There’s a reason it’s called natural birth

And that’s probably because, all else being equal, it’s a better way to deliver your children – that’s sort of what women’s bodies are designed for. Certainly better for everyone, mom and baby, than a medically unnecessary C-section. Yet the rates of births by C-section around the world are so high they’re called “epidemic”. Why?

Reasons for elective C-sections vary globally, but increasing rates in many developing countries coincide with a rise in patients’ wealth and improved medical facilities.

In Asia, some women opt for the surgery to choose their delivery day after consulting fortune tellers for “lucky” birthdays or times. Others fear painful natural births or worry their vaginas may be stretched or damaged by a normal delivery. Some women also prefer the operation because they mistakenly believe it is less risky.

Others want to make sure the birth of their baby fits into their schedule. In other cases it appears doctors and hospitals push for them (pardon the pun), either because they make more money that way or to avoid malpractice suits. I’m trying to decide which reason is craziest: Worrying about what a baby (roughly the size of a small elephant, at least if you ask women in their ninth month of pregnancy) will do to a woman’s inner plumbing, or making sure the child’s birth won’t interfere with a busy work and social schedule, or ensure a happy future for the child based on a fortune teller’s say-so?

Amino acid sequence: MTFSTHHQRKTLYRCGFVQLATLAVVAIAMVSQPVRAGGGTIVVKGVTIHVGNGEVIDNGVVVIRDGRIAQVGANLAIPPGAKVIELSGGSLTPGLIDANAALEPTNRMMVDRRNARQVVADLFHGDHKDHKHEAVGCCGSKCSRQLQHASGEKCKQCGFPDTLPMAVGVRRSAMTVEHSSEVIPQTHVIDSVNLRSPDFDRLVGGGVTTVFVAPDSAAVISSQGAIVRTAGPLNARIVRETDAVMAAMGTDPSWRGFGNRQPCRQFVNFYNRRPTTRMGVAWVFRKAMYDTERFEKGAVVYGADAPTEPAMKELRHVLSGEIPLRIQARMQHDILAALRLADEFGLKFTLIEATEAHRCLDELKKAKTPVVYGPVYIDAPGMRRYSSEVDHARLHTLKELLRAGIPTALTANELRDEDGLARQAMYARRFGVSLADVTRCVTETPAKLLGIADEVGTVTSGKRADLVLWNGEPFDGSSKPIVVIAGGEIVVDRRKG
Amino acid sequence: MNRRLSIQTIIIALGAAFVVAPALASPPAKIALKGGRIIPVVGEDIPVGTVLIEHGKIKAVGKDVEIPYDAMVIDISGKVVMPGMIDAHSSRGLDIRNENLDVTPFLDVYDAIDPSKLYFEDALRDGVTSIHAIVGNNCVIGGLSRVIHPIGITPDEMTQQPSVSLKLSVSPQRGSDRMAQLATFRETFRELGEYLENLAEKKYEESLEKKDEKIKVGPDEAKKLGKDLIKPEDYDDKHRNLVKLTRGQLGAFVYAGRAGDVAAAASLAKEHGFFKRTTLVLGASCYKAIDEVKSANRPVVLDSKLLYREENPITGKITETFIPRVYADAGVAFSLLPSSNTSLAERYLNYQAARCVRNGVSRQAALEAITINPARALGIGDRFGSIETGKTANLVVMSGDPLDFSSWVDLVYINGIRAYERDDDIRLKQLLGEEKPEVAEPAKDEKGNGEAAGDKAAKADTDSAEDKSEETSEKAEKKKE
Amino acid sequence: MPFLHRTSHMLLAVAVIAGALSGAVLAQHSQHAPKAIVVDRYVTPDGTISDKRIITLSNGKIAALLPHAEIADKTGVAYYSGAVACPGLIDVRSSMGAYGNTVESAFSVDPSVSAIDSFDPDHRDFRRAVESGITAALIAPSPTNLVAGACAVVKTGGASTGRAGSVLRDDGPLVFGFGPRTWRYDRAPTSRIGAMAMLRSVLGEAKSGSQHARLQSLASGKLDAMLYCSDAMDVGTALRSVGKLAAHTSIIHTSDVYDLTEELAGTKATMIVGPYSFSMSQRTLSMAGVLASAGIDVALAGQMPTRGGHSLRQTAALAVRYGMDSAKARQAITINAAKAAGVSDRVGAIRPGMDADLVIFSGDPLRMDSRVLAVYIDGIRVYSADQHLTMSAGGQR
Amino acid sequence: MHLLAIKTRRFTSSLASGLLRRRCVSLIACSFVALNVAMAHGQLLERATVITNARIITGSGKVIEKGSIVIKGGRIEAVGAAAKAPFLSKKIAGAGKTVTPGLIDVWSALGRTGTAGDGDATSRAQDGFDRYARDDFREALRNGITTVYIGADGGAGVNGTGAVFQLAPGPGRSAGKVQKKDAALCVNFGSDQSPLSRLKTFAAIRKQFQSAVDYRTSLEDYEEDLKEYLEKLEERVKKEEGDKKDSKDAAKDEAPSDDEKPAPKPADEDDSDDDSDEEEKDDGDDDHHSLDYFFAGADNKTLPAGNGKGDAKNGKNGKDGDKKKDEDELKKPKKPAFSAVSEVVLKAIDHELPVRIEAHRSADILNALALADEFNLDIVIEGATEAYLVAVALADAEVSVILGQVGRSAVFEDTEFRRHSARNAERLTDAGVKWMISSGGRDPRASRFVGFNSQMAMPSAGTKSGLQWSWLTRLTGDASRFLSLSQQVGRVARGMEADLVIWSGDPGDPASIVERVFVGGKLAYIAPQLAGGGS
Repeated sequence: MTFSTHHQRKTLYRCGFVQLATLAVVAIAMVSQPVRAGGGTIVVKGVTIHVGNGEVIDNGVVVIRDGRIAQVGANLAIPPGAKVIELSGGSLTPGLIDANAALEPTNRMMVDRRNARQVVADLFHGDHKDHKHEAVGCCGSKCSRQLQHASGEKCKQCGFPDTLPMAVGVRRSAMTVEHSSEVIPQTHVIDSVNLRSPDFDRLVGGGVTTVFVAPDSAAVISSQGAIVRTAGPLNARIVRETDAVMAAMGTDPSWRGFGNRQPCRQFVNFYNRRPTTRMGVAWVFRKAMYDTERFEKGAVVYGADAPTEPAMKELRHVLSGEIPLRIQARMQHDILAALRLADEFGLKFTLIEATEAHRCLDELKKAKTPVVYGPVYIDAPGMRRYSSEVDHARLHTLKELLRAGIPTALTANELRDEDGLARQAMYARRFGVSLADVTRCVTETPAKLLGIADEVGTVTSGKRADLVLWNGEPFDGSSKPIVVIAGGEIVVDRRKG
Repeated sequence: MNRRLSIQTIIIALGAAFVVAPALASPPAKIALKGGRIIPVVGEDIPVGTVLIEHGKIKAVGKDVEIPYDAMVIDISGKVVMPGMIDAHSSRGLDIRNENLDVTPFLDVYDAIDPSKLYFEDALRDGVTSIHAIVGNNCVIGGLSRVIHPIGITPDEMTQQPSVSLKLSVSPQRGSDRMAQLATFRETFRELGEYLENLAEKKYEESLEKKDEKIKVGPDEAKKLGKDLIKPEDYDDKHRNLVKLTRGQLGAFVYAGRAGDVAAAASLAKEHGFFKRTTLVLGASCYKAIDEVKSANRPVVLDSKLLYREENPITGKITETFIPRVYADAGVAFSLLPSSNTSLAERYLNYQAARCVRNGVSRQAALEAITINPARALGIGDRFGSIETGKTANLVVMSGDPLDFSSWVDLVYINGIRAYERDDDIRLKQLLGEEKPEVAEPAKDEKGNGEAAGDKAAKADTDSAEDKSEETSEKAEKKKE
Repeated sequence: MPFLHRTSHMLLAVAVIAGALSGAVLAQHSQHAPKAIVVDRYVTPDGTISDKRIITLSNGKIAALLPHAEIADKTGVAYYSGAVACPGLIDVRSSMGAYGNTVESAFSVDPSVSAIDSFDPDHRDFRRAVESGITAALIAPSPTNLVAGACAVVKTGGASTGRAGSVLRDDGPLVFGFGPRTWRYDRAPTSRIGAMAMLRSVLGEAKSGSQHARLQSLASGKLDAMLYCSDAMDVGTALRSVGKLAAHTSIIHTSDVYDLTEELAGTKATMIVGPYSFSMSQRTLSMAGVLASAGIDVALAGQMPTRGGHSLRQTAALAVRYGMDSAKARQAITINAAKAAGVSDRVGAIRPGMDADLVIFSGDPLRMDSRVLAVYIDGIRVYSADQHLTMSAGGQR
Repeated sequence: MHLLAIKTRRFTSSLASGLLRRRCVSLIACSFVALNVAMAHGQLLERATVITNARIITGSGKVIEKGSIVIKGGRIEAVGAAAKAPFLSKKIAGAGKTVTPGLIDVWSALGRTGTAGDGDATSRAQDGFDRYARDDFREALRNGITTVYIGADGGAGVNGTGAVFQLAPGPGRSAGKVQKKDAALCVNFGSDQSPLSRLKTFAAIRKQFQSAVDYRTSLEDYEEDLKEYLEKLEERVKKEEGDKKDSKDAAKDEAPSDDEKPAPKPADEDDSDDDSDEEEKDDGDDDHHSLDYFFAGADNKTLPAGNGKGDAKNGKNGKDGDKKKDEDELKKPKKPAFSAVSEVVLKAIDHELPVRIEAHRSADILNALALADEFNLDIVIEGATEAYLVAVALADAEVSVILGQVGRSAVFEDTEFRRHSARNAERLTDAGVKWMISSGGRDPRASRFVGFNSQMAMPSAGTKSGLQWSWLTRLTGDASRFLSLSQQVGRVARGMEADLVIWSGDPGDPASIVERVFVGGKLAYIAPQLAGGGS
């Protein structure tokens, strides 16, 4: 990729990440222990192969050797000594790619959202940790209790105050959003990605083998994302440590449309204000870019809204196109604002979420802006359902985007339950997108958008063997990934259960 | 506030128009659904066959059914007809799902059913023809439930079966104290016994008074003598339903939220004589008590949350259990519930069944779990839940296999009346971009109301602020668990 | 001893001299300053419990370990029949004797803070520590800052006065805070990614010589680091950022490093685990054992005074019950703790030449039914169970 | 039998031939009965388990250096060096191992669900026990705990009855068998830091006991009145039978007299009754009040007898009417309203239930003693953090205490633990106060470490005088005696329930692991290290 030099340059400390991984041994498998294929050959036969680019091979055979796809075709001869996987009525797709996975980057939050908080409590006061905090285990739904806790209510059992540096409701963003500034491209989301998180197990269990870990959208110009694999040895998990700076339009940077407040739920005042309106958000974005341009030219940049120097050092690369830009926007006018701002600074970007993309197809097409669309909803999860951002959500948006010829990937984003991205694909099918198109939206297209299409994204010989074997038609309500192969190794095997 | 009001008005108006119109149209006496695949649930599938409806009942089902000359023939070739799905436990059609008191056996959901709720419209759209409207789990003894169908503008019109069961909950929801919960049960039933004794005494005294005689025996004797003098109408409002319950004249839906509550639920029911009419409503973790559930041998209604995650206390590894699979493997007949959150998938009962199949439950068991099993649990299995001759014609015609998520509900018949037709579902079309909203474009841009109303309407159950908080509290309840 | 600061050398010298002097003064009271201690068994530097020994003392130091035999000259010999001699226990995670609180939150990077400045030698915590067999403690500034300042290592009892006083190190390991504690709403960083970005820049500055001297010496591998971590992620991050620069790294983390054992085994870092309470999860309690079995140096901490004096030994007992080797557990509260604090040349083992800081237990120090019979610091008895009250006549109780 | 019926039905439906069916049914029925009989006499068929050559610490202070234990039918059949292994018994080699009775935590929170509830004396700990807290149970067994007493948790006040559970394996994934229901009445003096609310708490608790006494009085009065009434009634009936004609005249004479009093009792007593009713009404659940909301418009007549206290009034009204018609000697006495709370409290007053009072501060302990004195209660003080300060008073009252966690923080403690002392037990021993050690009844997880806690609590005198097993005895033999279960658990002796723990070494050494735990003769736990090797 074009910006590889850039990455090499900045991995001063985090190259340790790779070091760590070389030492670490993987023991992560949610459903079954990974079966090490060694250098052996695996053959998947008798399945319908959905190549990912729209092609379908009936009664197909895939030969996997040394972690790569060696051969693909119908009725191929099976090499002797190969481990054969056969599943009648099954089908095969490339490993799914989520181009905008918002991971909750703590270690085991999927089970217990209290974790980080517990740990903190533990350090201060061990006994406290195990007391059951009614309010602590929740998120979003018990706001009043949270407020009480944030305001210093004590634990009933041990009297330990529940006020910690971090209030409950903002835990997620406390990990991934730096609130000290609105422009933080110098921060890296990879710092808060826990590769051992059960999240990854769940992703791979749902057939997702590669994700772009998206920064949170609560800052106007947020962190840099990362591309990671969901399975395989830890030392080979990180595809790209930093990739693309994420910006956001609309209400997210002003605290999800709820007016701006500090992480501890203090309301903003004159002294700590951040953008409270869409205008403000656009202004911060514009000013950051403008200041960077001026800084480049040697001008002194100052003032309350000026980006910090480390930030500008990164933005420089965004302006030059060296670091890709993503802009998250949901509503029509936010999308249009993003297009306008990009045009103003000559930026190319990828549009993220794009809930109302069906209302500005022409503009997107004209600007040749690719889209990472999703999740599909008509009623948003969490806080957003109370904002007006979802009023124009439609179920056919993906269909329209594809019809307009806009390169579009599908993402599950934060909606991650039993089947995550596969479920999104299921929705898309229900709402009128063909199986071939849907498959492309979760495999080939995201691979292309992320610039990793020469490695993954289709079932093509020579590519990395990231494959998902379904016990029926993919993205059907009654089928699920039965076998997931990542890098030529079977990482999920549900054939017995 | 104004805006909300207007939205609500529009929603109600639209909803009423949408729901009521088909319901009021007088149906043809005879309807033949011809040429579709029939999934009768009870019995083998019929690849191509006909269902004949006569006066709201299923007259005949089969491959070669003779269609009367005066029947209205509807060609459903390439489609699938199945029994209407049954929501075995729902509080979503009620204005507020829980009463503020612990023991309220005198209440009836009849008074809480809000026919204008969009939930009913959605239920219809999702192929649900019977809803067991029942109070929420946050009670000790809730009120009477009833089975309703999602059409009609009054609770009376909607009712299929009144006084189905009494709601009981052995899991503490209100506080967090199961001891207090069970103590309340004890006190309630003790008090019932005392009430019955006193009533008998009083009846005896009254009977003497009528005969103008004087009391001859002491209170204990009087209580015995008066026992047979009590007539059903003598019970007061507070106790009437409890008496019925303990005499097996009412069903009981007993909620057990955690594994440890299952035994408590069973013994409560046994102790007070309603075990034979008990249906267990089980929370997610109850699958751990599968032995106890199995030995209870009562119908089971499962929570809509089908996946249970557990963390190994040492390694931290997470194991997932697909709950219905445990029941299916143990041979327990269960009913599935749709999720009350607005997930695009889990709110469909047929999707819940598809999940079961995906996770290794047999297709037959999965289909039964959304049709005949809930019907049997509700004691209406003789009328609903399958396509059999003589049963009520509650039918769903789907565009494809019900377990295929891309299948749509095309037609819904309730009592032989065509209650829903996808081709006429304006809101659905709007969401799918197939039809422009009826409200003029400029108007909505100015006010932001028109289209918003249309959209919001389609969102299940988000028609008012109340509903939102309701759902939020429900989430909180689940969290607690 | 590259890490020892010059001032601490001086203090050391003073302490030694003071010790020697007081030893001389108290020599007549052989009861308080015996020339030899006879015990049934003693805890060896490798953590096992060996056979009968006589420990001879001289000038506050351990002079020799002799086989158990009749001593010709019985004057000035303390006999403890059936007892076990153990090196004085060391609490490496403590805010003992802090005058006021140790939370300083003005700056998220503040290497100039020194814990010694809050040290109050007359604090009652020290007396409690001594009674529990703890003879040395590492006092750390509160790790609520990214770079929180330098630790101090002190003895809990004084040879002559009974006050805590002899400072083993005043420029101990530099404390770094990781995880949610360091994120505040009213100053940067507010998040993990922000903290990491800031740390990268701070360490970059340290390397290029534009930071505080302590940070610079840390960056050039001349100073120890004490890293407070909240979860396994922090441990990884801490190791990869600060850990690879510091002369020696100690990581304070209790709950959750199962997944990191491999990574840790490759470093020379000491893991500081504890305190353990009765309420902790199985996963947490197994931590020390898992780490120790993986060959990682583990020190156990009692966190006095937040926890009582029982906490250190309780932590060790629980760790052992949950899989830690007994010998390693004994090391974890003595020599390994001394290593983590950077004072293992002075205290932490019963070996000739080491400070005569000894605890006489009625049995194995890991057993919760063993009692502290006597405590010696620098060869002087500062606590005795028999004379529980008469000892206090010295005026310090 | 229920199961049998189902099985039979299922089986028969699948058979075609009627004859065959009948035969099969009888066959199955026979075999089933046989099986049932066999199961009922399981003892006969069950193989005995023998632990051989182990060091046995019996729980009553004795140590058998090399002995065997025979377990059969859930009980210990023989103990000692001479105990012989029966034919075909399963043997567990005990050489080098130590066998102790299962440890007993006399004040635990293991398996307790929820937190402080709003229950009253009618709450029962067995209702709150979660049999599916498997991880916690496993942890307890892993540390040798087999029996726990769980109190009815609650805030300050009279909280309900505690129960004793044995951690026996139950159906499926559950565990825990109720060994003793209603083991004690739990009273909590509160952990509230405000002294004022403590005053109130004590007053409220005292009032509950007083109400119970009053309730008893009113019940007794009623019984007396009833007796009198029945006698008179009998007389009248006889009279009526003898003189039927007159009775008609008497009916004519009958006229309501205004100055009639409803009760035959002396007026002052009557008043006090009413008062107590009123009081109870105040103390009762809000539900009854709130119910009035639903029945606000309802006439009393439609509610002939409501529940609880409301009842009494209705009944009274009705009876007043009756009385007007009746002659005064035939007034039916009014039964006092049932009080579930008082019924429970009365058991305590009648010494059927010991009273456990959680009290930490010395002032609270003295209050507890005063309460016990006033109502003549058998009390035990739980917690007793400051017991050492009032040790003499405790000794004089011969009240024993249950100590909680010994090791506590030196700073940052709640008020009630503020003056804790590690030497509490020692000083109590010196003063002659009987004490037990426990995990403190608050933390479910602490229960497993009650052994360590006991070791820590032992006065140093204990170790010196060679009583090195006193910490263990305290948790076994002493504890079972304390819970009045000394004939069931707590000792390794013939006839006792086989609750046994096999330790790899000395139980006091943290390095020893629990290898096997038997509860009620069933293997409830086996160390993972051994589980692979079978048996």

I gather that when you need one in a hurry, a C-section is like a gift from heaven. And it’s great that we live in a world where such life-saving surgeries are readily available. I feel the same way about open-heart surgery or radiation therapy, yet I wouldn’t want to have any of those procedures performed on me unless it was absolutely necessary.

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